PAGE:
These are content creators who have first-hand knowledge of the fields they cover. As active professionals in those fields, they’re not only experts, but often double as audience peers. This gives them the ability to sprinkle their advice with authentic, hands-on experiences and anecdotes, which creates an instant “I feel seen” connection with readers.
The peer view is particularly important among B2C brands, over half of whom responded to our recent survey noting that first-hand experience was a requirement for their content creators.
Online teacher’s college WGU gained near-instant traction with their Hey Teach blog by enlisting actual educators and school administrators to tackle topics like how to help students overcome math fears and how to earn respect in the classroom.
Keep in mind, practitioners aren’t necessarily content creators by trade, so their content may require more editorial support. What they do have in spades is undeniable, hands-on experience to pull from. Invite them to pitch content ideas based on their own experiences or frustrations in the field. You’ll tap into a steady stream of uniquely compelling topic angles as a result.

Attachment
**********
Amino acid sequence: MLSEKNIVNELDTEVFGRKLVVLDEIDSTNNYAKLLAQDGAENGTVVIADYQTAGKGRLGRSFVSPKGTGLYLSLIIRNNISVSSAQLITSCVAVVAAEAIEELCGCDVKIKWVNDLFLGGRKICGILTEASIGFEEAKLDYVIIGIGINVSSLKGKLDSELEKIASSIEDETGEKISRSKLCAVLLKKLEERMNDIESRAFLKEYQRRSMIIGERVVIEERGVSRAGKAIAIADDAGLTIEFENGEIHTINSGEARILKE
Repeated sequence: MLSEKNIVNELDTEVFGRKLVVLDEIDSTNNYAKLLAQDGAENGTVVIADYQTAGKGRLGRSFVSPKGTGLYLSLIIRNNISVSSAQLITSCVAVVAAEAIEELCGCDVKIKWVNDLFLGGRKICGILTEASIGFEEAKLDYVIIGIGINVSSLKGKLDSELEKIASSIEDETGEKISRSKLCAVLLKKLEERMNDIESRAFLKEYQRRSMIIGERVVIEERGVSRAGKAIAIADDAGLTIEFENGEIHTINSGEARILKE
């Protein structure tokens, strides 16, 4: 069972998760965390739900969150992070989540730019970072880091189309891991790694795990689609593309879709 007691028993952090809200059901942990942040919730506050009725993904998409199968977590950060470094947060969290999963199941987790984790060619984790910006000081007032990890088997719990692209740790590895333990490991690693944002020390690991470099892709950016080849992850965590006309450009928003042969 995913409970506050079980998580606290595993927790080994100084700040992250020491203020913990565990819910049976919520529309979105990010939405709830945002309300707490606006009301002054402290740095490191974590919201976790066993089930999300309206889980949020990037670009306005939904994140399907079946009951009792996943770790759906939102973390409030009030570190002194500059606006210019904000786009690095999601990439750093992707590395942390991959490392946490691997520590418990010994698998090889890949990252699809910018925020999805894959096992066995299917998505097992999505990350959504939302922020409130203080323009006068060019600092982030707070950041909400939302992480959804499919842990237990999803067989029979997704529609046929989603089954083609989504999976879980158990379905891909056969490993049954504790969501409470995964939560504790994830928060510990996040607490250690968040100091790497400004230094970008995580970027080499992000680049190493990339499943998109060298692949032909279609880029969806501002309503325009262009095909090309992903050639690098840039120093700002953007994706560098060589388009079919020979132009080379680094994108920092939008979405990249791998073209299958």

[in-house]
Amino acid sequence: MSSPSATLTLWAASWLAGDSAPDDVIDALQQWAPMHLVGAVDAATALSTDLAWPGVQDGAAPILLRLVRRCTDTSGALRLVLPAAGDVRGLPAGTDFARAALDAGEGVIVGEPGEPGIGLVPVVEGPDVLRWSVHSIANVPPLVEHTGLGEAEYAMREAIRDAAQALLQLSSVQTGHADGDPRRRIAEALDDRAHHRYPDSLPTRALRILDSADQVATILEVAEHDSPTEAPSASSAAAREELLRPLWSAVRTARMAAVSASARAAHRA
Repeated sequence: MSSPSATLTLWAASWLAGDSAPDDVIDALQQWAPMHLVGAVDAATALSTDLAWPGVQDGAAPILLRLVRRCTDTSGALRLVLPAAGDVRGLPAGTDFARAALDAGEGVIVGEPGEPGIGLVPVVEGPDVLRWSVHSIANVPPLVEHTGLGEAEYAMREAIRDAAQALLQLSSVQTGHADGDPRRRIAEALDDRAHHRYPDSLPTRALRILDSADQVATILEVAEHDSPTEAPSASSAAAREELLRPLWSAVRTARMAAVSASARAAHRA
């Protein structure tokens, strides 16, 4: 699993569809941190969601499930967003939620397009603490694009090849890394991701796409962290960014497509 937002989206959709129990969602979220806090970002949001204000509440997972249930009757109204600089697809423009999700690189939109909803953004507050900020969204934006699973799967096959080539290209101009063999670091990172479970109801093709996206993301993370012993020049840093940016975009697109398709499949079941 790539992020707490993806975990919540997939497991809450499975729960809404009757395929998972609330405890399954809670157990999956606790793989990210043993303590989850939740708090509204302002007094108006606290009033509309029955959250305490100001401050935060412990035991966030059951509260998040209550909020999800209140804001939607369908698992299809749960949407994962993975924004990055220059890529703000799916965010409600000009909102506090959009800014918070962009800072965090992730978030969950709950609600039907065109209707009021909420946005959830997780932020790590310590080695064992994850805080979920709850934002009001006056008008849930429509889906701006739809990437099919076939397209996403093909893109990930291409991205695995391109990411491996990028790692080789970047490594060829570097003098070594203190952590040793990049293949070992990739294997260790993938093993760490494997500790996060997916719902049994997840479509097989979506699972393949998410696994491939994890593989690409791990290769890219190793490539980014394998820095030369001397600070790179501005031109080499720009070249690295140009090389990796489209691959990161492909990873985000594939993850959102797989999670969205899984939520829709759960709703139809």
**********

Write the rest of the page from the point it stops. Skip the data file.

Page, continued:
3. Internal SMEs
These are brand employees or executives who are also industry, market, or product subject matter experts. They have the added benefit of directly representing the expertise housed within your brand.
Especially now, it’s critical for all brands to break down the walls that separate them from their customers—and elevating internal voices through content is a great way to do it.
Mastercard has built affinity with small business owners by delivering practical advice about finance, strategy, and security from a mix of internal small business experts and topic specialists; Samsung brings their executives’ insights to life via animated videos that even feature the execs as characters.
As you pitch internal SMEs on contributing content, remind them of how promoting their thought leadership will advance their careers. It’s likely that these content creators are super busy, so make sure you have mechanisms in place to make the process easy for them—even if that means hiring ghostwriters to turn their ideas into blog posts for them.
Activating these trust creators in your content marketing is a faster path to building brand authority and, ultimately, lasting customer relationships.